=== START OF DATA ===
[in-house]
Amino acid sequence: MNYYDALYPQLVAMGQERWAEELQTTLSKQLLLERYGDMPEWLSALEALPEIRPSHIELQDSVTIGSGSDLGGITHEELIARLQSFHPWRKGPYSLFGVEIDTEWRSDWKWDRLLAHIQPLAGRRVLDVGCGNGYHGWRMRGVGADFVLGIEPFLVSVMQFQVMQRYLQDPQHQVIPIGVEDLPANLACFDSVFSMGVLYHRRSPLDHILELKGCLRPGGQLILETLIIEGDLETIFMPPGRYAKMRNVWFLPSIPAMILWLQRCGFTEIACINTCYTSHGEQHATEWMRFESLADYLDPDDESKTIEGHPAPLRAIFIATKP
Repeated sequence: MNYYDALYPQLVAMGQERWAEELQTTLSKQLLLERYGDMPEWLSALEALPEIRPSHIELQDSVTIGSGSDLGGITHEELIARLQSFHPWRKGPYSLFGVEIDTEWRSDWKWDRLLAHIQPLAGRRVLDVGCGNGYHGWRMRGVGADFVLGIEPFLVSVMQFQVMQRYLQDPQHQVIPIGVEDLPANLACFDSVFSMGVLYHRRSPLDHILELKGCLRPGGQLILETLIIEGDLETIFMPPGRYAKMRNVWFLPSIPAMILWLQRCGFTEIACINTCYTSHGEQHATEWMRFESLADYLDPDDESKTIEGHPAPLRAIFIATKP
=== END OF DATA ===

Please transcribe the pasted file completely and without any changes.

[in-house]
Amino acid sequence: MNYYDALYPQLVAMGQERWAEELQTTLSKQLLLERYGDMPEWLSALEALPEIRPSHIELQDSVTIGSGSDLGGITHEELIARLQSFHPWRKGPYSLFGVEIDTEWRSDWKWDRLLAHIQPLAGRRVLDVGCGNGYHGWRMRGVGADFVLGIEPFLVSVMQFQVMQRYLQDPQHQVIPIGVEDLPANLACFDSVFSMGVLYHRRSPLDHILELKGCLRPGGQLILETLIIEGDLETIFMPPGRYAKMRNVWFLPSIPAMILWLQRCGFTEIACINTCYTSHGEQHATEWMRFESLADYLDPDDESKTIEGHPAPLRAIFIATKP
Repeated sequence: MNYYDALYPQLVAMGQERWAEELQTTLSKQLLLERYGDMPEWLSALEALPEIRPSHIELQDSVTIGSGSDLGGITHEELIARLQSFHPWRKGPYSLFGVEIDTEWRSDWKWDRLLAHIQPLAGRRVLDVGCGNGYHGWRMRGVGADFVLGIEPFLVSVMQFQVMQRYLQDPQHQVIPIGVEDLPANLACFDSVFSMGVLYHRRSPLDHILELKGCLRPGGQLILETLIIEGDLETIFMPPGRYAKMRNVWFLPSIPAMILWLQRCGFTEIACINTCYTSHGEQHATEWMRFESLADYLDPDDESKTIEGHPAPLRAIFIATKP